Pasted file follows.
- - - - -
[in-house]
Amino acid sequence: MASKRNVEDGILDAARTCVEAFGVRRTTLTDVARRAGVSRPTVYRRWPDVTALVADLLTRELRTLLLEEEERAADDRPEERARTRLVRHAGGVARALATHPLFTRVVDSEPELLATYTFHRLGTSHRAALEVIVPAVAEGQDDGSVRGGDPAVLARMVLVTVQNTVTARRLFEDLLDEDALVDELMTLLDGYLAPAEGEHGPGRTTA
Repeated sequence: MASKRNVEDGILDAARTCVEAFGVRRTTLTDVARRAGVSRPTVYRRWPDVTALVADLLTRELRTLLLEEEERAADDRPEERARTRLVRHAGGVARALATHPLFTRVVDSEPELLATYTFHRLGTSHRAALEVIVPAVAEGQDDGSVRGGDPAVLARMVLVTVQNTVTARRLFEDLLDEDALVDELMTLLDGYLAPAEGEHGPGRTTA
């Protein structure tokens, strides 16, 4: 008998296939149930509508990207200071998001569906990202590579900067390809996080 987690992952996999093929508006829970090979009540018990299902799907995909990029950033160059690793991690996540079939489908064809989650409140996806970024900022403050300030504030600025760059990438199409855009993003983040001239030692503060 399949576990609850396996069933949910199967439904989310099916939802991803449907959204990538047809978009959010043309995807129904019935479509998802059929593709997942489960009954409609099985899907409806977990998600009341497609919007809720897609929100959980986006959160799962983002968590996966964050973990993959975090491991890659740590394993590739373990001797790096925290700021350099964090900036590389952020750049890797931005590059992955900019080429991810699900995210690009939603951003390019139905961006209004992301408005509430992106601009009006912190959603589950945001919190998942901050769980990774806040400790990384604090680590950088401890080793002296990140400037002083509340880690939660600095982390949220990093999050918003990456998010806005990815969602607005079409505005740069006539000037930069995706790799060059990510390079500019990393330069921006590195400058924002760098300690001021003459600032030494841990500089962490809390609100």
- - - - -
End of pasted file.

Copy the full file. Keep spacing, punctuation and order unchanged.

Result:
[in-house]
Amino acid sequence: MASKRNVEDGILDAARTCVEAFGVRRTTLTDVARRAGVSRPTVYRRWPDVTALVADLLTRELRTLLLEEEERAADDRPEERARTRLVRHAGGVARALATHPLFTRVVDSEPELLATYTFHRLGTSHRAALEVIVPAVAEGQDDGSVRGGDPAVLARMVLVTVQNTVTARRLFEDLLDEDALVDELMTLLDGYLAPAEGEHGPGRTTA
Repeated sequence: MASKRNVEDGILDAARTCVEAFGVRRTTLTDVARRAGVSRPTVYRRWPDVTALVADLLTRELRTLLLEEEERAADDRPEERARTRLVRHAGGVARALATHPLFTRVVDSEPELLATYTFHRLGTSHRAALEVIVPAVAEGQDDGSVRGGDPAVLARMVLVTVQNTVTARRLFEDLLDEDALVDELMTLLDGYLAPAEGEHGPGRTTA
């Protein structure tokens, strides 16, 4: 008998296939149930509508990207200071998001569906990202590579900067390809996080 987690992952996999093929508006829970090979009540018990299902799907995909990029950033160059690793991690996540079939489908064809989650409140996806970024900022403050300030504030600025760059990438199409855009993003983040001239030692503060 399949576990609850396996069933949910199967439904989310099916939802991803449907959204990538047809978009959010043309995807129904019935479509998802059929593709997942489960009954409609099985899907409806977990998600009341497609919007809720897609929100959980986006959160799962983002968590996966964050973990993959975090491991890659740590394993590739373990001797790096925290700021350099964090900036590389952020750049890797931005590059992955900019080429991810699900995210690009939603951003390019139905961006209004992301408005509430992106601009009006912190959603589950945001919190998942901050769980990774806040400790990384604090680590950088401890080793002296990140400037002083509340880690939660600095982390949220990093999050918003990456998010806005990815969602607005079409505005740069006539000037930069995706790799060059990510390079500019990393330069921006590195400058924002760098300690001021003459600032030494841990500089962490809390609100």